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Taking the lab to the field

High-throughput phenotyping provides powerful new tool for plant breeders

periodiCALS, Vol. 8, Issue 1, 2018

Research support specialist Nicholas Kaczmar prepares a drone for takeoff at Musgrave Research Farm. Photo: Matt Hayes

New technology is changing the game for plant breeders. Before long, drones could become like farmworkers, scouting crops for disease and helping farmers react with the right fungicide or pesticide, before an outbreak of disease spreads out of control.

As DNA sequencing technology has become smarter, faster and cheaper, scientists have benefited from an abundance of genetic information at their disposal. But DNA is not everything. Understanding of phenotypes—the way that the genetic code interacts with the environment to express an organism’s actual characteristics—is just as important, but is currently far more difficult and time-consuming to achieve. 

This problem of genetic/phenotypic data imbalance is particularly troubling for plant breeders, who are in the business of choosing the best individual organism among a large group of the same species; in other words, the plant with the best phenotypes, or traits. 

“Around 2010, when DNA sequencing technology got to a very low price point, the field of plant sciences really began turning its attention to how to solve the problem of collecting a lot of phenotypic data, large volumes of it, at low cost with less labor,” said Michael Gore, associate professor of plant breeding and genetics in the School of Integrative Plant Science. “People were trying to figure out how to take the lab to the field.”

"We are in an era of rapid change in agriculture."
-Michael Gore, associate professor of plant breeding and genetics

The result is a method called “high-throughput phenotyping.” It refers to almost any approach that gathers and analyzes large amounts of physical data. In plants, it can be everything from crop height to protein expression, spectral reflectance to seed metabolites.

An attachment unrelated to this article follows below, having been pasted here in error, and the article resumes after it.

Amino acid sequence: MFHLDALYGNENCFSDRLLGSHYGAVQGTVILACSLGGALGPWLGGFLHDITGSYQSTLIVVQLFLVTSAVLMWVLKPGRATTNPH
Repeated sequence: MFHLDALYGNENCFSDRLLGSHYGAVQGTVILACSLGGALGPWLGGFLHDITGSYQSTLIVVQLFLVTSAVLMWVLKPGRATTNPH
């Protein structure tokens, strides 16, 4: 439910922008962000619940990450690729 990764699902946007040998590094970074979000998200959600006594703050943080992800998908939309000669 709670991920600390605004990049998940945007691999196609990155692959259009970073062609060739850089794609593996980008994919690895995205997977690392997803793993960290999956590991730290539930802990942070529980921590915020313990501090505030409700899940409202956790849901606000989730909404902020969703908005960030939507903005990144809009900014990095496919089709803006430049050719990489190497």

Gore is developing technology that harnesses the power of this method. He is using aerial drones trained to spot disease across acres of corn, smartphone apps that can tell African farmers what’s infecting or infesting their cassava, and ground vehicles that can take the temperature of thousands of cotton plants. 

In the cotton project, Gore and his team are looking at transpiration—the water that plants emit in hot temperatures to cool their canopies and prevent heat stress. For more than 50 years, cotton breeders have been selecting for plants with high transpiration rates in hot, arid environments that are heavily irrigated. But with climate change increasing the probability and severity of droughts and freshwater shortages, breeders are now placing more value on plants that use less water, while still being resilient in the heat. 

“Canopy temperature is a very time-sensitive phenotype; you often only have a two-hour window to try to robustly phenotype those plants, based on the changing solar angle, air temperature, soil water content and vapor pressure deficit,” Gore said. “Imagine having a ground vehicle driving through with an infrared radiometer: it could quickly and precisely measure the canopy temperature of each of those thousands of plants in the field.”

While technology cannot replace the more nuanced decision making that breeders and farmers must engage in to ensure crop health, Gore said this new method of phenotyping marks a huge breakthrough in how they approach those decisions.

“We are in an era of rapid change in agriculture,” Gore said. “Technology is transforming what we grow and how we grow it, and the result is more nutritious and resilient crops.”